There’s something paradoxical about pi. On the one hand, it represents order, as embodied by the shape of a circle, long held to be a symbol of perfection and eternity. On the other hand, pi is unruly, disheveled in appearance, its digits obeying no obvious rule, or at least none that we can perceive. Pi is elusive and mysterious, forever beyond reach. It is defined as the unattainable limit of a never-ending process.
Steven Strogatz, Infinite Powers, 34.
How can there be no rule, pattern, rhyme–– paradox–– for how through and round mesh? Untamed, known, Fathomless.
Wonder Wanderings is a periodic blog series at Melody+Theology, where I point out fascinating things I’ve come across in my reading wanderings. These amazing things show us an amazing God and yet another reason to marvel at His power and creativity.
Snell’s Law describes how light rays bend when they pass from air into water, as they do when the sun shines into a swimming pool. Light moves more slowly in water, … and it bends accordingly to minimize its travel time. Similarly, light bends when it travels from air into glass or plastic, as when it refracts through your eyeglass lenses.
The eerie point is that light behaves as if it were considering all possible paths and then taking the best one. Nature—cue the them from The Twilight Zone—somehow knows calculus.
— Steven Strogatz, The Joy of x: A Guided Tour of Math, from One to Infinity, 137.
I discovered Numberphile back when the -1/12 video went viral. In the course of browsing their videos, I came across Love and Math, since Dr. Frenkel is one of the mathematicians consulted in the videos. The purpose of the book was billed as showing how math-haters can love math, so I thought I’d give it a shot.
I didn’t particularly care for this book. It’s half biography, half this-is-the-math-my-life’s-work-is-based-on, and my reaction to the book splits evenly down that line of demarcation. I found the biographical sections fascinating and compelling writing; I found the math sections almost impenetrably complex.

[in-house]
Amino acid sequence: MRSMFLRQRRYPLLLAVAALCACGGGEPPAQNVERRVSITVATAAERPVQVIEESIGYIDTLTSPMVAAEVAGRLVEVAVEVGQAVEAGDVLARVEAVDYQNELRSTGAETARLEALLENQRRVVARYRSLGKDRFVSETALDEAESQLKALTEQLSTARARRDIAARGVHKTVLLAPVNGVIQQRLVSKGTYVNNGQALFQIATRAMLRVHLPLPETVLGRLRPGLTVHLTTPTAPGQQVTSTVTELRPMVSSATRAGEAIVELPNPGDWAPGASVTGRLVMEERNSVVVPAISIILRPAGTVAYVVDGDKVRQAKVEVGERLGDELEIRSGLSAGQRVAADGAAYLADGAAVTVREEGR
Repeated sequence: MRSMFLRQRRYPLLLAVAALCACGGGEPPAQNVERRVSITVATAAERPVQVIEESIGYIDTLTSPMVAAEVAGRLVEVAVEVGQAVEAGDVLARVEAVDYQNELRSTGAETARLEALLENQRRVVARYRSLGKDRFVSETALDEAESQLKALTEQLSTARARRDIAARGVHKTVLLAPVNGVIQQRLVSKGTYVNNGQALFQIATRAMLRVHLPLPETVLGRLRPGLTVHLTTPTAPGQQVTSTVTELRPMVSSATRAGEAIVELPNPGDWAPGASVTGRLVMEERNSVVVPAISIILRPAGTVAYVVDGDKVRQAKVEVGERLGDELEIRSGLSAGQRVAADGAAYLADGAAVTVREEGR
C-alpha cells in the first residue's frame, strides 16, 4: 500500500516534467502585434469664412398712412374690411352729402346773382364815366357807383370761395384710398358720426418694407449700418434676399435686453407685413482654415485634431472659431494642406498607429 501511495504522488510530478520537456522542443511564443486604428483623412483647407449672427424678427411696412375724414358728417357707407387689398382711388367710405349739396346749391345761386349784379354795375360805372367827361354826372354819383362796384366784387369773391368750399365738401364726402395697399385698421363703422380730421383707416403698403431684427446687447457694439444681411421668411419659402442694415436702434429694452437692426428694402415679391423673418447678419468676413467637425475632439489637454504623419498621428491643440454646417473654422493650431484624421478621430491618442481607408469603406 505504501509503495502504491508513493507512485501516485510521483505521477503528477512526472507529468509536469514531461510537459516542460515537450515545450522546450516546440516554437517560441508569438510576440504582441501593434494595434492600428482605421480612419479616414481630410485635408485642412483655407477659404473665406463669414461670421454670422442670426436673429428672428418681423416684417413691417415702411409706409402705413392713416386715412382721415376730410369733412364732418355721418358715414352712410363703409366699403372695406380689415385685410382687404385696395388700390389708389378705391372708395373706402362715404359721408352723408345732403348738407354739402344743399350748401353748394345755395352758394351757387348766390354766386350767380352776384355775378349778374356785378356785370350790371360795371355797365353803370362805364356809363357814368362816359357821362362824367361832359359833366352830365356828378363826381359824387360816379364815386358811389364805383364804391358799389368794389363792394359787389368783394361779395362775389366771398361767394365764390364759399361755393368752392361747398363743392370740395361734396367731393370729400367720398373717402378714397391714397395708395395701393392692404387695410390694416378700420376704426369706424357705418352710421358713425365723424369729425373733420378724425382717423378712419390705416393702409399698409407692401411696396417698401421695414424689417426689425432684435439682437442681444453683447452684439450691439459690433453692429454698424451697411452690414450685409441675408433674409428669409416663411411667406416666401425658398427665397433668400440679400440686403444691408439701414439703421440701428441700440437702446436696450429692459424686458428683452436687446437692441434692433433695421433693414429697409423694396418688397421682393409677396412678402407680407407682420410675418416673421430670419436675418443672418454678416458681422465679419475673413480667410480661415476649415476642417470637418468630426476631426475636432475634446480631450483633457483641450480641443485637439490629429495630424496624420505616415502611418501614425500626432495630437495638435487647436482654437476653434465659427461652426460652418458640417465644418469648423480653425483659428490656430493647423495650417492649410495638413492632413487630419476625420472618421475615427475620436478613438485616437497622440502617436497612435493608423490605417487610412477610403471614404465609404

Dr. Frenkel is a native Russian, whose Jewish heritage precluded him from admission to Moscow’s highest university with the best math program. The stories of institutionalized racism and anti-Semitism are heartbreaking. The genuine affection and appreciation that Dr. Frenkel shows toward his mentors and teachers is strikingly beautiful, and many times I found myself moved by his sentiments and longing to be that kind of teacher myself.
But the math. The math that’s typically taught in US education systems is the ancient, established-for-centuries variety; Dr. Frenkel’s aim in the book is to show that there’s more to math than the quadratic equations and differential calculus that many of us suffered through in high school and college. I’m sure the modern math he describes is incredible, but I have to take his word for it. He valiantly attempts to describe and explain what’s going on in the various problems and projects he’s working on, but it’s tough sledding to read through. He even assumes in the introduction that you’ll take multiple readings, going back to dive deeper into the heavy math and footnotes on subsequent trips through the book. I’m not sure I’m up for it, honestly.
It’s highly likely that my disappointment with the book lies more in misplaced expectations than the actual content of the book itself. I wish I could combine the robust, Trinitarian orthodoxy and clarity of Vern Poythress with the compelling narrative of Edward Frenkel. That would be an amazing book on math. Alas, neither Redeeming Mathematics nor Love & Math ultimately satisfied.